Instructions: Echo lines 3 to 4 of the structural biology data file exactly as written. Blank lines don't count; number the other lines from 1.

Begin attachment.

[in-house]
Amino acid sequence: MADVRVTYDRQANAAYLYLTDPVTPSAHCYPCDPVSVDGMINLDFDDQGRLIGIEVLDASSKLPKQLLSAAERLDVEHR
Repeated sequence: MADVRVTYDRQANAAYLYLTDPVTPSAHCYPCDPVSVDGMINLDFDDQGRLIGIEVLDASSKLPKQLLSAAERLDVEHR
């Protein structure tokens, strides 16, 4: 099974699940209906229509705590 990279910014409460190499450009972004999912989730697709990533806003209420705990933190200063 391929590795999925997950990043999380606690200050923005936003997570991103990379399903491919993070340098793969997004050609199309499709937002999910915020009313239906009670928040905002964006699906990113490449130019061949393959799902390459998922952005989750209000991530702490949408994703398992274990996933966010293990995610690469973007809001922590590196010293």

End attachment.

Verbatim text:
Repeated sequence: MADVRVTYDRQANAAYLYLTDPVTPSAHCYPCDPVSVDGMINLDFDDQGRLIGIEVLDASSKLPKQLLSAAERLDVEHR
């Protein structure tokens, strides 16, 4: 099974699940209906229509705590 990279910014409460190499450009972004999912989730697709990533806003209420705990933190200063 391929590795999925997950990043999380606690200050923005936003997570991103990379399903491919993070340098793969997004050609199309499709937002999910915020009313239906009670928040905002964006699906990113490449130019061949393959799902390459998922952005989750209000991530702490949408994703398992274990996933966010293990995610690469973007809001922590590196010293």